Nowadays, we transition our teens into driving with restrictions on age, time of day and number of passengers, among other things. My mother was just given a driver’s license when she turned 18 in 1933 — no instructions, no provisional rules — and she hit the road
I was fortunate to get behind the wheel of the Minneapolis Park and Recreation Board when there were seven experienced driver-commissioners to smooth the initial ride for me and my other new colleague. Oh, I’m sure the two of us made some wrong turns and spinouts that our experienced colleagues tolerated with either a smile or a “huh?”
With two-thirds of the Park Board as new drivers this year, many of you have asked me: How’s the drive so far?
Well, no crashes, but maybe a whiplash or two with breaching of policy, protocol and procedure, with urgencies upon urgencies, with willful disregard of staff and legal opinion and with a hasty pen on the blank check of our budget. But I am hopeful that each new commissioner will transition as I did, with no crashes.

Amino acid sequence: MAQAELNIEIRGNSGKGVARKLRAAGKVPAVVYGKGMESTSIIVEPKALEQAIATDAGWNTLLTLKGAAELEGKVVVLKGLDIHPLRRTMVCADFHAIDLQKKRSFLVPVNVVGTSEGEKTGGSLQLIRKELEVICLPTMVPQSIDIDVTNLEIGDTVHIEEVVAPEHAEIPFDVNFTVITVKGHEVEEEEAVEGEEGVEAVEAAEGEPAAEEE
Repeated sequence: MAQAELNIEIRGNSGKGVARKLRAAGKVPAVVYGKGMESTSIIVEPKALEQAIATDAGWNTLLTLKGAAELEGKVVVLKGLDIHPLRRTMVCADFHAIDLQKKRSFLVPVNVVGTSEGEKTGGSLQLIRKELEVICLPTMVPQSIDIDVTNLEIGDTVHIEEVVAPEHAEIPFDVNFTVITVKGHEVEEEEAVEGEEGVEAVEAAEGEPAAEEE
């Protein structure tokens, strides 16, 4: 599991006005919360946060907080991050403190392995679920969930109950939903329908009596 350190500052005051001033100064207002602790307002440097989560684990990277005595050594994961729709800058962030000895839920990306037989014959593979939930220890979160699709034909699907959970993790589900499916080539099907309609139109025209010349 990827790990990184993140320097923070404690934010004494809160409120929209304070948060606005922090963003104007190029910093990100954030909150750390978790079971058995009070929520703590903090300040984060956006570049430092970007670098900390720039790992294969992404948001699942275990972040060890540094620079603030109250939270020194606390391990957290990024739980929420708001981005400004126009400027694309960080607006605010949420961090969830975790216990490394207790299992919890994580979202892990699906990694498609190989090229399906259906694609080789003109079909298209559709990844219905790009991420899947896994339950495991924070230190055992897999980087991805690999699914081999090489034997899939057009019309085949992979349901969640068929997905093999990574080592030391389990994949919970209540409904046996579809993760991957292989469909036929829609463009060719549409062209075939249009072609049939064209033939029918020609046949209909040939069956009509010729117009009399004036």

I have confidence that each colleague will drive from the campaign trail to the highroad of governance. Thanks to some very experienced and wise park staff, additional training has been provided, a strategic direction has been distilled from our collaborative input and a time schedule affirmed for a superintendent search and hire — the no. 1 function of the Board of Commissioners.
I ask for the community’s patience, as you were gracious enough to give to me four years ago. But I also ask that you pay attention and hold us accountable to our driver privilege.
Commissioner, Minneapolis Park and Recreation Board (at-large)